An average coal gas concentration of 8% throughout the pipeline is therefore a fair estimate, and seems plausible given that the new main contained air when laid and that coal gas was introduced at a modest rate from a leaking valve. We know that the new 1.2 kilometer main had a radius of 0,455 meters, giving a total volume of 780 cubic meters. At the moment of detonation, coal gas is estimated to have filled 8% of this volume i.e. 62 cubic meters. The calorific value of coal gas is typically 20 megajoules per cubic meter, so we can conclude that the Tottenham Court Road gas explosion released around 1,240 MJ in the 12 seconds it took to traverse the pipeline. The power of the explosion was therefore 1240/12 = 103 MW.

**– – – –**

**Contemporary accounts**

Newspaper accounts remarked on the rapid progression of the explosion, with one commenting:

*“[The main pipe at Bayley Street] burst with a terrific report, and sheets of flame issued suddenly from the earth. Instantly the report seemed to run along Percy Street, which was torn up for sixty or seventy yards (ca. 60 meters), the paving stones flying on each side against the houses.”*

*“At the corner of Charlotte Street the basements of two houses were shattered. The paving stones were here also sent into the air, falling on and through the roofs of the houses opposite. Further on, the pipe burst again, near the corner of Bennett Street, where there is a large gap in the roadway. Another burst-up occurred near the corner of Howland Street, and at the corner of London Street (now Maple Street) still further on…”*

One eye-witness was in Percy Street when the explosion occurred. He experienced the effect of not only the pressure wave from the bursting pipe, but also the decompression wave which followed in its wake:

*“I was walking down Percy Street, when I felt the ground shaking under my feet. I immediately saw the centre of the street rising in the air. A tremendous report followed, and then there was a shower of bricks and stones. I felt myself lifted from the ground, and the next moment I was lying among the debris at the bottom of a deep hole in the roadway.”*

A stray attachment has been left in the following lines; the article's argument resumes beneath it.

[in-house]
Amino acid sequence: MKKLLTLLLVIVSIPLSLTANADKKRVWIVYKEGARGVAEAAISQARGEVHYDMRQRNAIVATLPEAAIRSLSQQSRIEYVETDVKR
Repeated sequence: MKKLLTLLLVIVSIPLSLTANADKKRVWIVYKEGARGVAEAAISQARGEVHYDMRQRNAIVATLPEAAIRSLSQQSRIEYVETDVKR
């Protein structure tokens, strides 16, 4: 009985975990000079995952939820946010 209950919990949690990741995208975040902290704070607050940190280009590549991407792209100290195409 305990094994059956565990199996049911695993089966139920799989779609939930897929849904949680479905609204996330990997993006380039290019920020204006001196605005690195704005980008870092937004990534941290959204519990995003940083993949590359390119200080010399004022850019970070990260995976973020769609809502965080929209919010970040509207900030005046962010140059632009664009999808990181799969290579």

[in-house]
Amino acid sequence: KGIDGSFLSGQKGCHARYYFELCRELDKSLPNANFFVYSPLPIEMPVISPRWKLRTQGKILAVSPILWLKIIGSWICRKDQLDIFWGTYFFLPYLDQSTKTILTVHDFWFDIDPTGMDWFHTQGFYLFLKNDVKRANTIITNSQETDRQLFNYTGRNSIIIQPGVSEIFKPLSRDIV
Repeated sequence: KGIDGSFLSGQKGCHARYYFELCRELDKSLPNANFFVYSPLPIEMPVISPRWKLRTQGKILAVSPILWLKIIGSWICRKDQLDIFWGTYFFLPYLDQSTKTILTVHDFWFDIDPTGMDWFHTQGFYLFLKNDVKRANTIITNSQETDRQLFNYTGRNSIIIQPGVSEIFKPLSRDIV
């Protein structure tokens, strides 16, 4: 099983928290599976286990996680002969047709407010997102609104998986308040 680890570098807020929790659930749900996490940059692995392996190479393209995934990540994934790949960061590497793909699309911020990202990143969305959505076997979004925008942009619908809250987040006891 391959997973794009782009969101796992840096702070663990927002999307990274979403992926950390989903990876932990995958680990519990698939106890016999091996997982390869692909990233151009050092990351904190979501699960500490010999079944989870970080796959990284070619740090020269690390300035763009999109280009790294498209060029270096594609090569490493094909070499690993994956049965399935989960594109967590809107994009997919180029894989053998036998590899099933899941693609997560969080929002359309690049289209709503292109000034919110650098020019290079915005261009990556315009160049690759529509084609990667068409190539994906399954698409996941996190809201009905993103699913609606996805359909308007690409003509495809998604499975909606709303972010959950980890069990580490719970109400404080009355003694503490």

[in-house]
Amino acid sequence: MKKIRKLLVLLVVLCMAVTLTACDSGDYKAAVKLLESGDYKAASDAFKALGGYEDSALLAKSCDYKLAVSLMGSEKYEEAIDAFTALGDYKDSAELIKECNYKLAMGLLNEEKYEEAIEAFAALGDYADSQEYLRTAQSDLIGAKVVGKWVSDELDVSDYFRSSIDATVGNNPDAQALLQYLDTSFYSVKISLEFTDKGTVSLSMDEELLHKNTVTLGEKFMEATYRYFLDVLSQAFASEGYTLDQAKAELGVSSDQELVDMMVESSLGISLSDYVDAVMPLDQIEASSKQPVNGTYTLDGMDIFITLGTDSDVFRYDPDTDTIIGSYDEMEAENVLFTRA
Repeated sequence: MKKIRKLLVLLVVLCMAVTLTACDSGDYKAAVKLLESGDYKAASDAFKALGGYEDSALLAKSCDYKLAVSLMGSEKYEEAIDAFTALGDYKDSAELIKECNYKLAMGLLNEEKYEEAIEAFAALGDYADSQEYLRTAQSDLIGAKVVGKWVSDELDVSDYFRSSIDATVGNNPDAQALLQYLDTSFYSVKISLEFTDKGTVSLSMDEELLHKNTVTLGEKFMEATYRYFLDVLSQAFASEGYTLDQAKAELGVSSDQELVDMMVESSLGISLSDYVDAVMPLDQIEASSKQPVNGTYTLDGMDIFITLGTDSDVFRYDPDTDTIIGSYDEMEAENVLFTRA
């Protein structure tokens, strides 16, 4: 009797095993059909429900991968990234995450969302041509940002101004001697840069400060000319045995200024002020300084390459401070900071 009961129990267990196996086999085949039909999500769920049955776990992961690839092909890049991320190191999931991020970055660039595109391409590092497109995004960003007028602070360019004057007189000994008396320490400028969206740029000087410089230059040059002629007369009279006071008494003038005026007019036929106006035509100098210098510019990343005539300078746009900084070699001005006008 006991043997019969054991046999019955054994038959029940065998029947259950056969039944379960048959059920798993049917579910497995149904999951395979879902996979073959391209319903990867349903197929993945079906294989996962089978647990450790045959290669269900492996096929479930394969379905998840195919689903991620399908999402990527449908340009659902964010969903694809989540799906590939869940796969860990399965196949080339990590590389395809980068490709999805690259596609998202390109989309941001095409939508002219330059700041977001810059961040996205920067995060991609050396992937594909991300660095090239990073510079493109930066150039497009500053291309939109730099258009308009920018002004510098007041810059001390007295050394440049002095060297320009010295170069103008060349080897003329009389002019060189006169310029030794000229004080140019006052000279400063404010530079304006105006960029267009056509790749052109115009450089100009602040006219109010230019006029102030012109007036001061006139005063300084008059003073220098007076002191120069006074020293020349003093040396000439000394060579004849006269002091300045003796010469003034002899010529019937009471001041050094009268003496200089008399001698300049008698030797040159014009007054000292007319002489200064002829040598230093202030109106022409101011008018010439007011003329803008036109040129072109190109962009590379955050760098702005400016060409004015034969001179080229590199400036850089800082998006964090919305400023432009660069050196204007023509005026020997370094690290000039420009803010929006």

**– – – –**

P Mander December 2015

]]>I can’t think of a better introduction to this post than Ludwig Boltzmann gave in his *Vorlesungen über Gastheorie* (Lectures on Gas Theory, 1896):

*“General thermodynamics proceeds from the fact that, as far as we can tell from our experiences up to now, all natural processes are irreversible. Hence according to the principles of phenomenology, the general thermodynamics of the second law is formulated in such a way that the unconditional irreversibility of all natural processes is asserted as a so-called axiom … [However] general thermodynamics (without prejudice to its unshakable importance) also requires the cultivation of mechanical models representing it, in order to deepen our knowledge of nature—not in spite of, but rather precisely because these models do not always cover the same ground as general thermodynamics, but instead offer a glimpse of a new viewpoint.”*

Today, the work of Ludwig Boltzmann (1844-1906) is considered among the finest in physics. But in his own lifetime he faced considerable hostility from those of his contemporaries who did not believe in the atomic hypothesis. As late as 1900, the kinetic-molecular theory of heat developed by Maxwell and Boltzmann was being vigorously attacked by a school of scientists including Wilhelm Ostwald, who argued that since mechanical processes are reversible and heat conduction is not, thermal phenomena cannot be explained in terms of hidden, internal mechanical variables.